Karen Hardy may have cracked the mystery, literally, by breaking down calcified plaque from some of the oldest human remains in Europe.

“The dental plaque is a film that covers your teeth and that’s why you have to brush your teeth every day,” she told The Washington Post. “If not, it hardens and becomes calcified. Within about 10 days, it’s attached onto your tooth as this extremely hard material that you can’t get off unless you go to the dentist.”

If you can’t make it to the dentist, you could also have an archaeologist chisel some off your teeth a million years from now.

That’s what Hardy did with a fossil from the Sima del Elefante archaeological site in Atapuerca, a mountainous region in northern Spain.

The site “contains a rich fossil record of the earliest human beings in Europe,” according to UNESCO. The bones provide “an invaluable reserve of information about the physical nature and the way of life of the earlier human communities.”

Researchers also found painted and engraved panels on the cave walls, complete with hunting scenes and animal figures.

But Hardy had a specific goal: She wanted to know what those early humans put in their mouths. Modern technology and a million-year-old mandible helped her find out.

She scraped off some of the calcified plaque, then broke it down to find microscopic evidence of what was preserved inside.

Turns out, a lot. She was able to discern that they ate grass, seeds, other plants and meat — all raw, indicating they didn’t yet use fire to cook. She also found spores, tiny insect fragments and pollen grains — things they inhaled because they likely lived in a forest.

But the most compelling thing were pieces of indigestible wood fibers. Hardy believes they’re from small sticks early humans would jam in their teeth to clean them.

“We all get stuff stuck between our teeth,” she said. “I haven’t done the experiment of eating raw meat, but if you think about all the fibers and the tendons in meat, it would probably be worse with a raw diet.”

Researchers like Hardy have spent a lot of time exploring how people kept their teeth clean throughout history.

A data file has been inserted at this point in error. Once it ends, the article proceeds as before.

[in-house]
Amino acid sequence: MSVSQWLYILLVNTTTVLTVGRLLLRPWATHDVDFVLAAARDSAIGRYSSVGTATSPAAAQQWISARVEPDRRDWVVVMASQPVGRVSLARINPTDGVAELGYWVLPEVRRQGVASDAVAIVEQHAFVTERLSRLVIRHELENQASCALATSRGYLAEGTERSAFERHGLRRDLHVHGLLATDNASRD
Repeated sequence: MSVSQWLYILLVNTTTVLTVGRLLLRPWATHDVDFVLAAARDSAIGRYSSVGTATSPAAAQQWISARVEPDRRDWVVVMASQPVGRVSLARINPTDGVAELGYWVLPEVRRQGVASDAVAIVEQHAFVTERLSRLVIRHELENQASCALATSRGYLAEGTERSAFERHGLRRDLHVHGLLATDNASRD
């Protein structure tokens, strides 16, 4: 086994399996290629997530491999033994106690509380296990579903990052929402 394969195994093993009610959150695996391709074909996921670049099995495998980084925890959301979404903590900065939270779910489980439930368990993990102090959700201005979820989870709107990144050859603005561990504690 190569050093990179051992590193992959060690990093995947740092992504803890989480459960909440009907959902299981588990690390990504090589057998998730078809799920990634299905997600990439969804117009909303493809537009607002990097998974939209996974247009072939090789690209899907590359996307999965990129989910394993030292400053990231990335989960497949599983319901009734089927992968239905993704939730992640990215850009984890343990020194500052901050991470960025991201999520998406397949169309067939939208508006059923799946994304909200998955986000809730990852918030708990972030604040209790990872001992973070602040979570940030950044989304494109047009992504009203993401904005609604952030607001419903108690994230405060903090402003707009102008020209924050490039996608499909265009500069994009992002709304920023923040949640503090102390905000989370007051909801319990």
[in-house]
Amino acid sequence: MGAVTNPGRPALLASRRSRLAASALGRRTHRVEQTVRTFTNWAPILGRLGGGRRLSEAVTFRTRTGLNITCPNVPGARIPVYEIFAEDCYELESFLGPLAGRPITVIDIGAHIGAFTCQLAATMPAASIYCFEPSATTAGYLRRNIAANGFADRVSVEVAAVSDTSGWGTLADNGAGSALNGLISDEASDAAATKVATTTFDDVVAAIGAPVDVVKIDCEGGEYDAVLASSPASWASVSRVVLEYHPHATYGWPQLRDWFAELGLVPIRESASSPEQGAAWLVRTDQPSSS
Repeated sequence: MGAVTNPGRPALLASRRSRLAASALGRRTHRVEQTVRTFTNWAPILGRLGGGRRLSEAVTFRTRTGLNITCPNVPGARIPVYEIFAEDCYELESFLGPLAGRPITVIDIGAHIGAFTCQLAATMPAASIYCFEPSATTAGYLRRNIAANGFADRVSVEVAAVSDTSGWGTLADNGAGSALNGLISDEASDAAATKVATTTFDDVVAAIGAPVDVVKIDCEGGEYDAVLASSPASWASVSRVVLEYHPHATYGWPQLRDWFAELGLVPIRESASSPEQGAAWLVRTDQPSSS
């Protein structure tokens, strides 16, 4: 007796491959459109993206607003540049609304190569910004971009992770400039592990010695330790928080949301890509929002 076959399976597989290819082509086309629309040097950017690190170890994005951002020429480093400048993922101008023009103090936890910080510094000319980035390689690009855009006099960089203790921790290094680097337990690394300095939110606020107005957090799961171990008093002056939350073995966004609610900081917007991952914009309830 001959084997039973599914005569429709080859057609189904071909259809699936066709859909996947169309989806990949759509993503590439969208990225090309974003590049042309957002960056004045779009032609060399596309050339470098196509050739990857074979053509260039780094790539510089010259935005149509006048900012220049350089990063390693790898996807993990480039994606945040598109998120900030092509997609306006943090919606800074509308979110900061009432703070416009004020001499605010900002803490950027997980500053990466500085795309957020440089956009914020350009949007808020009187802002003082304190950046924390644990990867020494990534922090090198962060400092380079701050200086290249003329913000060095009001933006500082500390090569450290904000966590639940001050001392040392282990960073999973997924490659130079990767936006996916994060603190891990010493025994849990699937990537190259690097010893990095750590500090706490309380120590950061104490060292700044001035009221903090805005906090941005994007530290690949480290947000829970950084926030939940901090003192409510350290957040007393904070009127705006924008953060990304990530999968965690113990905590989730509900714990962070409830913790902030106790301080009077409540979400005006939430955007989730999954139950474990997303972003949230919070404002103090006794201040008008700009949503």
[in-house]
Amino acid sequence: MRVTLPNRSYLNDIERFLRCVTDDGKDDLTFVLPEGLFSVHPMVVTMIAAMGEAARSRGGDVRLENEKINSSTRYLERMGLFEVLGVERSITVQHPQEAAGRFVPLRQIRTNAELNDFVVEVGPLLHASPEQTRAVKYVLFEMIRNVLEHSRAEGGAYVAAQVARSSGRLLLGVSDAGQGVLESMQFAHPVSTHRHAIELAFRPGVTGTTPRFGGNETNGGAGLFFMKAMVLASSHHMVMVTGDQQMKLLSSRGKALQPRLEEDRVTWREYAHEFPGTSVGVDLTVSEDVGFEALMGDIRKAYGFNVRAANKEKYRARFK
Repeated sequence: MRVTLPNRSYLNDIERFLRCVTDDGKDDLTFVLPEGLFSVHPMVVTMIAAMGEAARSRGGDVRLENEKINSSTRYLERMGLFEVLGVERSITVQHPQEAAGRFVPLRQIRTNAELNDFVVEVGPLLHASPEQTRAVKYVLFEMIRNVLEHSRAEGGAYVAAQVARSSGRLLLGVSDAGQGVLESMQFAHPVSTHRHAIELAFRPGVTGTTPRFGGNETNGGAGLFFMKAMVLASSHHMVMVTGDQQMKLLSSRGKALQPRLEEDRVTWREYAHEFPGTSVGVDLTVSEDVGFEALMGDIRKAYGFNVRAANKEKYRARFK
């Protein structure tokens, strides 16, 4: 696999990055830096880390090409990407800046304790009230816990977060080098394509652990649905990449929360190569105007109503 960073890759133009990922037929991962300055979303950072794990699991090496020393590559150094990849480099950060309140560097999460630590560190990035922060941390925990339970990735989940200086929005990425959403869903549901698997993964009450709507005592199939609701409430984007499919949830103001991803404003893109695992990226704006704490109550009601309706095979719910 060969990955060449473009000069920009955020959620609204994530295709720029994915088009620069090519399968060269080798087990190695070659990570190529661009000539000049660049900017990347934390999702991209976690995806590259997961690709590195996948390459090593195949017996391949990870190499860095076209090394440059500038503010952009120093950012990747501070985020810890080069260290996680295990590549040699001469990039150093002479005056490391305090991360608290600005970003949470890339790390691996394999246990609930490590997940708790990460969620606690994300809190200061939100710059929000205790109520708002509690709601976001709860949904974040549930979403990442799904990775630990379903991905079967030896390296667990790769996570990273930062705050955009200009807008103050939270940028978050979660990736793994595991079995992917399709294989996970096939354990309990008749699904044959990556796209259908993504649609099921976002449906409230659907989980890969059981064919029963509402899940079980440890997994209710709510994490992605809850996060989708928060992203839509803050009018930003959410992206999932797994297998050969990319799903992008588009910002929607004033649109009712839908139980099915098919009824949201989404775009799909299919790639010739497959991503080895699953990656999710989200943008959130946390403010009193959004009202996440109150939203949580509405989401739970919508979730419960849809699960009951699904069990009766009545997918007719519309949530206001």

People who lived in Sudan 2,000 years ago, for example, chewed purple nutsedge, a bitter weed whose antibacterial properties warded away cavity-causing bacteria, according to National Geographic.

Our oldest ancestors had great teeth, despite the lack of toothbrushes, toothpaste and lies to dentists about daily flossing. But as humans transitioned from hunting and gathering to farming, tooth-decaying bacteria that feast on carbohydrates proliferated in human mouths, according to NPR. The industrial revolution made things worse, pumping sugar and processed flour into our diets.

Our teeth are whiter and straighter than our ancestors’ but also more likely to develop cavities. We’ve also replaced sticks with dental floss, although an Associated Press study recently cast serious doubt on the practice.

Researchers have long suspected that early humans wedged sticks into their teeth to clean them, Hardy said.

Chimpanzees, which are connected to humans via a common ancestor, use sticks and pieces of grass to clean between their teeth.

And ancient fossils of teeth have tiny holes on the sides, called interproximal grooves, that are likely caused by repeated cleanings with sticks.

Hardy insists her findings are from a small data set — the plaque from one fossil.

But her research is able to be replicated because of the hearty nature of the film on our teeth.

“Once it’s there it stays there,” she said. “It’s kind of like a tattoo of biological information — a personal time capsule.”